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Salient: Victoria University Students' Paper. Vol. 26, No. 10. 1963.

NZ Inconsistent Says UN Delegate

NZ Inconsistent Says UN Delegate

Foss Shanahan, New Zealand's former delegate to the United Nations, spoke to the Political Science Society recently, giving an account of New Zealand's UN policy over the past 18 years.

The function of the United Nations, Shanahan said, and the reason for its foundation, was to maintain peace and security throughout the world. New Zealand has always believed that this could best be achieved through "collective action," that is, that an attack on one is to be seen as an attack on all. The majority of UN members, however, did not, and do not, support this view. For example, only eighteen nations contributed even token forces to the UN Force at the outbreak of the Korean War.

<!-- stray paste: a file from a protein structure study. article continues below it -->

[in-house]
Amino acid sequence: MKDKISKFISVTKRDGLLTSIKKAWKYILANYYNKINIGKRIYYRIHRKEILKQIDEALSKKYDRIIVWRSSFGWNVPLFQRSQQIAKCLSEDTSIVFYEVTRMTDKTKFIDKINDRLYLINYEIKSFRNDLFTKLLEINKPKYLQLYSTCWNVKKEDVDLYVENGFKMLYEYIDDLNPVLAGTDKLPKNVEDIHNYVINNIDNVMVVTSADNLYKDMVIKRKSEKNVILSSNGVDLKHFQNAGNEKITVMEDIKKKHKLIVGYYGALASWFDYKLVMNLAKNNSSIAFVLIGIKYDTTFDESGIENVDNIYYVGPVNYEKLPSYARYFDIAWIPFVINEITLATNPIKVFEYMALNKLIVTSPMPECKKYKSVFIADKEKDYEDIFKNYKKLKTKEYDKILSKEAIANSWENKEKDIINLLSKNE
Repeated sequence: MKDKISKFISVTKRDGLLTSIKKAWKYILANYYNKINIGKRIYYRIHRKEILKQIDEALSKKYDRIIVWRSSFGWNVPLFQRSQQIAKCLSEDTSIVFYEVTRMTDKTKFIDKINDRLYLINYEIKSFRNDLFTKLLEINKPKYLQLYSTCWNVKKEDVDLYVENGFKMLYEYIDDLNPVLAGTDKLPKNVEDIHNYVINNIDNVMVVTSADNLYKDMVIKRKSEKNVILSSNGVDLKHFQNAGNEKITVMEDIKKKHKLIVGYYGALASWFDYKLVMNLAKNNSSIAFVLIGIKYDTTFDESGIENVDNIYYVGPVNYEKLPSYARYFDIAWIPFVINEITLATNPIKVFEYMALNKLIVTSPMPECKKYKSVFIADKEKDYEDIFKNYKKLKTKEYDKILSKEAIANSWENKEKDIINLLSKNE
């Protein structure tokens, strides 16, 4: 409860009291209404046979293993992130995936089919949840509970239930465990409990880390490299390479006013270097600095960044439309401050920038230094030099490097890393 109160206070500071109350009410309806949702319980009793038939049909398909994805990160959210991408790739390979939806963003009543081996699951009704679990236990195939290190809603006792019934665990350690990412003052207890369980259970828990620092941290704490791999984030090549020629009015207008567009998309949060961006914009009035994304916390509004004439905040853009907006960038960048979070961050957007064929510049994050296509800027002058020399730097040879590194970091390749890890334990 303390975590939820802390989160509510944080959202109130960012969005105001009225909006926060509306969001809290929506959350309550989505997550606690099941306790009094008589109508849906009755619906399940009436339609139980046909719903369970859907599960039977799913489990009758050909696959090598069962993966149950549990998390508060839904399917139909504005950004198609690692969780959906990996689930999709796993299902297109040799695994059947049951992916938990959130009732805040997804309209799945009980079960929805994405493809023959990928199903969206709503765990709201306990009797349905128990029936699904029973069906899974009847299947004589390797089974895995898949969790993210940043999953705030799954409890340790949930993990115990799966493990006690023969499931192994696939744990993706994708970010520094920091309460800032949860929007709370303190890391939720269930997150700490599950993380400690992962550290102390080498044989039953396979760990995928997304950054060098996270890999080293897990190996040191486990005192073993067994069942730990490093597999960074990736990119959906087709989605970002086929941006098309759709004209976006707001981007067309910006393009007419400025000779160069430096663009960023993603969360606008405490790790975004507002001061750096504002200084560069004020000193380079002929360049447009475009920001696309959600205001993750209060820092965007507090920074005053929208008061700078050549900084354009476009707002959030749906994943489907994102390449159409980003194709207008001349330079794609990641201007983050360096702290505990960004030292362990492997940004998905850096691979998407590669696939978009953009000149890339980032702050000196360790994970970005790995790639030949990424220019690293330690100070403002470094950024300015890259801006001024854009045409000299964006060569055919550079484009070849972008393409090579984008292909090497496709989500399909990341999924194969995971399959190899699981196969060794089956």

Since that time, "collective security" has received ever-diminishing support from the General Assembly of the United Nations and its organs, such as the Security Council. This was because of the Soviet Union's use of the Veto, and because of the changed membership of the UN since 1945, Shanahan said.

New Zealand delegates to the UN have frequently said that New Zealand was against all "acts of aggression," yet in the Special Session on the Suez Crisis, New Zealand voted in favour of the Anglo-French-Israeli invasion. When questioned by Salient on this point, Shanahan was forced to admit the inconsistency of New Zealand's behaviour, but excused it on the grounds of our "traditional loyalty" to Britain.

As to the role that the UN could hold in the sphere of international politics, Shanahan was more definite. It can, and has, had a useful part to play as an arbitrator—because it represents no one Power, it is non-partisan, he said.